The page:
RP: One hundred per cent. Now, this is your directorial debut. What was it like to be on that side of things?
DB: It was hard.. I’m not going to lie, it was hard, but it was great. I’ve gotten to produce a lot of stuff over the years, [but] it’s a new adventure for me to be able to be the one that really gets to craft the story the way I want to. [And though] I wrote, directed and produced the film, everyone in filmmaking knows that it takes a village of people—a family of people—and a minor miracle to complete anything. So being in this industry as long as I have and as long as my family has, we’ve been able to put together the right group of people to help put this film together. I think we’re getting better at it. And again, we’re not the only ones, there are so many more Filipino films coming, so many stories coming, and I’m excited to be a part of the wave that’s happening.
RP: Yeah. But really, you were one of the first Asian people—specifically Filipino—my generation saw on screen. My boyfriend’s Filipino and he was like, “Holy smokes, Dante Basco?! He was my childhood hero growing up!” And truly, that’s all we saw. So I’m wondering, first, what was that like for you back then to be that “only” person, and second, what is it like now looking back on it retrospectively, like, “Hey, I was representing for so many different people and I was that face for people to help them feel seen”?
DB: It’s wild. I did [Hook] at 15 and it’s hard to really even think about that age. Like I was just a kid and trying to do the best I could. I was walking amongst legends like Robin Williams and Dustin Hoffman and Julia Roberts. And that had a profound impact on me.
So, when I run into people today and [my role in Hollywood] means so much to them as a community…I mean, Jon M. Chu is talking about Rufio when he was doing Crazy Rich Asians and how important that was to him—that it made him feel like he could be in the industry, and that there was a place in Hollywood for him. Even Shang-Chi‘s director [Destin Daniel Cretton] is talking about Rufio and creating Asian heroes…it’s fascinating, but I mean, look, it’s beyond me also. There are a lot of things that are just like, wow. You never set out to do that. I totally honour that part of my life and I respect that part. But as a kind of veteran in the industry now, I understand, too, the importance of representation, of what these things mean.
“We’re just living in amazing times where authenticity matters and we’re in this pioneering era for Asian cinema.”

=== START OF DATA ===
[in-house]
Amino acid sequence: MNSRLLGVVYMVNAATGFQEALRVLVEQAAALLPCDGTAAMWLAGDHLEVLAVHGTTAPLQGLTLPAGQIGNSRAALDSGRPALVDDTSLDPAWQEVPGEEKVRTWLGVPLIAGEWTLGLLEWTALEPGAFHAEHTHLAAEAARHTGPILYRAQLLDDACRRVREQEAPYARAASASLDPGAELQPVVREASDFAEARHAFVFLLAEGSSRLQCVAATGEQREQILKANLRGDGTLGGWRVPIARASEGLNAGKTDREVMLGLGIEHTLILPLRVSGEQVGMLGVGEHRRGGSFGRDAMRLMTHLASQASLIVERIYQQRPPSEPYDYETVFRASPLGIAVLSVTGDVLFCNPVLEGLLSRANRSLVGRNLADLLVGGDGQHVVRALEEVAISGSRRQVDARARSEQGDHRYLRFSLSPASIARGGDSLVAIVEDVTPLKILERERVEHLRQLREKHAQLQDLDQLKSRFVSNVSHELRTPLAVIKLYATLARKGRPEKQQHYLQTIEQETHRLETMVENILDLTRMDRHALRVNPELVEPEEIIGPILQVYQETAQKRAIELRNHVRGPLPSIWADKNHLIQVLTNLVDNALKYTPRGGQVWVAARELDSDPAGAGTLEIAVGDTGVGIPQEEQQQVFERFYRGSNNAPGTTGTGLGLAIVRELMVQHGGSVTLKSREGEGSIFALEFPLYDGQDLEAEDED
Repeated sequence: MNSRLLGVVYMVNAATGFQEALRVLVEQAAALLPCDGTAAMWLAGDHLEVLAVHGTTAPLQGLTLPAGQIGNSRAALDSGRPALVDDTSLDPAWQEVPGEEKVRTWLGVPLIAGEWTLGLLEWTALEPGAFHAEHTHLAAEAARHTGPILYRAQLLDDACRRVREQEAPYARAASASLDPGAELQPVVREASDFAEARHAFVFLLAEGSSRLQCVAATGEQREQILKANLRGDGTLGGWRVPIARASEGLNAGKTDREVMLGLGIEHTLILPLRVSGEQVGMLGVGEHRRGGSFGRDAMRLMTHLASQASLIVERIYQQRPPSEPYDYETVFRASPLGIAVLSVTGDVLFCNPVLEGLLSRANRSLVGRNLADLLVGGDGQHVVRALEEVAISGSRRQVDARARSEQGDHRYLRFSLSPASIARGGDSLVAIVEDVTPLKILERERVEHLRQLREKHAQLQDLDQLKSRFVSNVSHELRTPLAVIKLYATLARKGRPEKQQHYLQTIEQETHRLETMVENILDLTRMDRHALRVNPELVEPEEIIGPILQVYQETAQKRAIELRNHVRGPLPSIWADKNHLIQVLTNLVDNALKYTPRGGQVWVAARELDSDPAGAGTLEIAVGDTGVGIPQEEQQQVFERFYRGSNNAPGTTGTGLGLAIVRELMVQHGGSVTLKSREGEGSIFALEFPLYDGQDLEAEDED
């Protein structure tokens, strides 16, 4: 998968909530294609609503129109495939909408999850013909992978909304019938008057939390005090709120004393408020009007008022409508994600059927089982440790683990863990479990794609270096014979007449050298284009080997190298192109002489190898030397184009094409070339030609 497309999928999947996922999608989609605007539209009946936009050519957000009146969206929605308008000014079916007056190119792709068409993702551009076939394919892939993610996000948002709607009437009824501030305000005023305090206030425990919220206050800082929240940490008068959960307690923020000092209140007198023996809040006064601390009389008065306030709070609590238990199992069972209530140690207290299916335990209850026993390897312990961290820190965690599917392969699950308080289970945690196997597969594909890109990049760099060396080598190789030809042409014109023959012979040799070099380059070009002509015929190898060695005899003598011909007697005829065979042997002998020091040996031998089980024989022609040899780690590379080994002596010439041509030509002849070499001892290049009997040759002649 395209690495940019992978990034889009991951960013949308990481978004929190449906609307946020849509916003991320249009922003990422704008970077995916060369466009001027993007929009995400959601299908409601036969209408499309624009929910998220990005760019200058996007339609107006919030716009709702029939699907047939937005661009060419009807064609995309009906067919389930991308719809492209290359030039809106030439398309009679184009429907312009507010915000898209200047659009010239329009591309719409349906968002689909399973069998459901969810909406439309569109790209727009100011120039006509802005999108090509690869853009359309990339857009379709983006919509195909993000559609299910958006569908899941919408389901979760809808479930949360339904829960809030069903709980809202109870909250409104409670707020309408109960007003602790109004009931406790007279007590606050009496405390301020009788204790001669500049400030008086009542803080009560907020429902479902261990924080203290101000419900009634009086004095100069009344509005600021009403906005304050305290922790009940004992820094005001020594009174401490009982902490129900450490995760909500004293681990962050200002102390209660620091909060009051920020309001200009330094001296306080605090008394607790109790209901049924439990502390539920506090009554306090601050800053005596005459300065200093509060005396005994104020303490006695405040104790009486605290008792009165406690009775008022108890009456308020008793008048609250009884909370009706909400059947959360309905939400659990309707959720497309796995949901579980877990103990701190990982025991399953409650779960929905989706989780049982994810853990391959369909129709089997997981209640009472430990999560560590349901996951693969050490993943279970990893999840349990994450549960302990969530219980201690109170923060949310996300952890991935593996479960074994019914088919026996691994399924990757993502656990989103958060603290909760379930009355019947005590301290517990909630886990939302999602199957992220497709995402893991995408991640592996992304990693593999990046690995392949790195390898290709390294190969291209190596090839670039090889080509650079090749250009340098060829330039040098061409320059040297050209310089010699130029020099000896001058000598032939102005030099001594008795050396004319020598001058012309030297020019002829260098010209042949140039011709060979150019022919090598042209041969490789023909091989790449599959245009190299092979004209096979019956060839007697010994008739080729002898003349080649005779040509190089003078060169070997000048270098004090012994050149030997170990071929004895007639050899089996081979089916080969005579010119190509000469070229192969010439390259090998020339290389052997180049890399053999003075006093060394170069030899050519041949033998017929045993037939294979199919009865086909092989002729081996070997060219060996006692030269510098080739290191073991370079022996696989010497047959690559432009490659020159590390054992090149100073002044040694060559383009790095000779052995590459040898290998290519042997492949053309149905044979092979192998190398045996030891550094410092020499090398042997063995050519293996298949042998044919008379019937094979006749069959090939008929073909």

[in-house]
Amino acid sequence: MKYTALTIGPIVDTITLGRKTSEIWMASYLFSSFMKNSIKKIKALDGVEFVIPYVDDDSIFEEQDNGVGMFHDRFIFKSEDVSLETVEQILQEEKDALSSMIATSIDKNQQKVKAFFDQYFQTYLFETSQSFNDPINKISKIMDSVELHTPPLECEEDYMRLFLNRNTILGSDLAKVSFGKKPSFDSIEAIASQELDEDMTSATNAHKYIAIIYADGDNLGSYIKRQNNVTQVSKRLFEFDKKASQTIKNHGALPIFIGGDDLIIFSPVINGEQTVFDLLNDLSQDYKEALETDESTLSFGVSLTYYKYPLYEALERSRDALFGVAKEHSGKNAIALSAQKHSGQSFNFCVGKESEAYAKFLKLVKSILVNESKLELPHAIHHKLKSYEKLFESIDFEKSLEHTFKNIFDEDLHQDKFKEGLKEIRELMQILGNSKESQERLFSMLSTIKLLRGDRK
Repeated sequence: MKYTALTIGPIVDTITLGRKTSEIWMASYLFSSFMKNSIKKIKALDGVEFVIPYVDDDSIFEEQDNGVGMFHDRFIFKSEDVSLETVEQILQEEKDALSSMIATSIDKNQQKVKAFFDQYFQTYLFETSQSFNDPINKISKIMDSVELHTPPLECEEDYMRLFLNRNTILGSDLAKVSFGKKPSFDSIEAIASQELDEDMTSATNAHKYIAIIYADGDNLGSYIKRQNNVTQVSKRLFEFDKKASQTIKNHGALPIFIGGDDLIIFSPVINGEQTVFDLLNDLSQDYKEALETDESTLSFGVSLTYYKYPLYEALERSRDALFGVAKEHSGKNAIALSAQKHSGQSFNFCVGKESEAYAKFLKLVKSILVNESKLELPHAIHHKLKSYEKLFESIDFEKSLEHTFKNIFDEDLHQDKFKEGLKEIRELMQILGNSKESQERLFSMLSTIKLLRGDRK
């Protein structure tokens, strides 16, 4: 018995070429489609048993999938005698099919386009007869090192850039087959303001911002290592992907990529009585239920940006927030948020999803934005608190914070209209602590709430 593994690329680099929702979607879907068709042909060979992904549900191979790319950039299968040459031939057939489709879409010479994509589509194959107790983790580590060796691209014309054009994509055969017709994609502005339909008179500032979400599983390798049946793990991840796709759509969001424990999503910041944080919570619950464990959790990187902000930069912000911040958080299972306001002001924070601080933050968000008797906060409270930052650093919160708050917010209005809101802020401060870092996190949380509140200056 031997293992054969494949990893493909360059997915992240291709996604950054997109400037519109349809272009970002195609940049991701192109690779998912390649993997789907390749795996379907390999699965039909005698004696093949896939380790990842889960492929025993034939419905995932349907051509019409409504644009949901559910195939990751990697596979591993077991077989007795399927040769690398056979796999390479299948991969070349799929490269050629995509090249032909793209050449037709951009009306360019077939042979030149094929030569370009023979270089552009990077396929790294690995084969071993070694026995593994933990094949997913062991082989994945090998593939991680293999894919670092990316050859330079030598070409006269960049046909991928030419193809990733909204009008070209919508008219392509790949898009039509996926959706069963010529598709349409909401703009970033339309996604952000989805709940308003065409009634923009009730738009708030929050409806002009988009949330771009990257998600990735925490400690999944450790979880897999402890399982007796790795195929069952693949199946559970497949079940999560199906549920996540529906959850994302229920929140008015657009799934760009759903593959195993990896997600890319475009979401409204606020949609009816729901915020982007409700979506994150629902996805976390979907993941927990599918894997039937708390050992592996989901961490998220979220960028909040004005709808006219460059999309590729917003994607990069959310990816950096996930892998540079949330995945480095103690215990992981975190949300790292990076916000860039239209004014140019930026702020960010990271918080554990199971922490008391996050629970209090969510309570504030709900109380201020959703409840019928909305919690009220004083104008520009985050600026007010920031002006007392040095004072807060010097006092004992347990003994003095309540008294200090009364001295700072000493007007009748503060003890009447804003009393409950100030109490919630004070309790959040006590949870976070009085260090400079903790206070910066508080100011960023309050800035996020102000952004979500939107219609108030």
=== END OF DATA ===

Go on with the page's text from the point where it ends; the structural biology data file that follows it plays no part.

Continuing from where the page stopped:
That’s why [as] a producer, I pretty much do exclusively Asian American projects…it’s important for us to be the leads in our own films, for us to tell our stories.. Before Crazy Rich Asians came out, leading up to that, I was doing projects with KevJumba and Justin Chon and ironically, I became friends with a lot of the new media kids, like Kev, Ryan Higa—
RP: All the YouTubers!
DB: All the YouTubers! And we had big discussions about what [new media] is. When new media happened, half of the top hundred YouTubers were Asian American. And these kids were showing a depiction of Asian culture, of Asian youth, that had never been seen in popular culture or in Hollywood. No one had written them, because they didn’t get it. You know, it’s like, that’s a real person. Hollywood’s never created a character anywhere near what Kev’s doing or what AJ [Rafael]‘s doing, or what Ryan’s doing. And so, in a lot of ways, that authenticity is now making its way to Hollywood where we no longer can just buy someone’s rendition of us.
And that’s been the business for so long. The guys that created the business happened to be straight white males, so a lot of the stories came from their perspective, and that’s human nature. But now [with new media and social media] and we get to see how people really are and we wanna see us from our perspective. And actually, we’re gonna see you from our perspective, too, since we’ve been shown through your perspective for many, many years. The problem with past is it’s been so one-sided. Even stereotypical depictions of us are not false — it’s just one aspect of who we are in our culture. And now it’s time for these little fine lines to widen up and for the conversation to go back and forth.
“It’s important for us to be the leads in our own films, for us to tell our stories… The guys that created the business happened to be straight white males, so a lot of the stories came from their perspective. But now…we want to see us from our perspective…and we’re going to see you from our perspective, too.”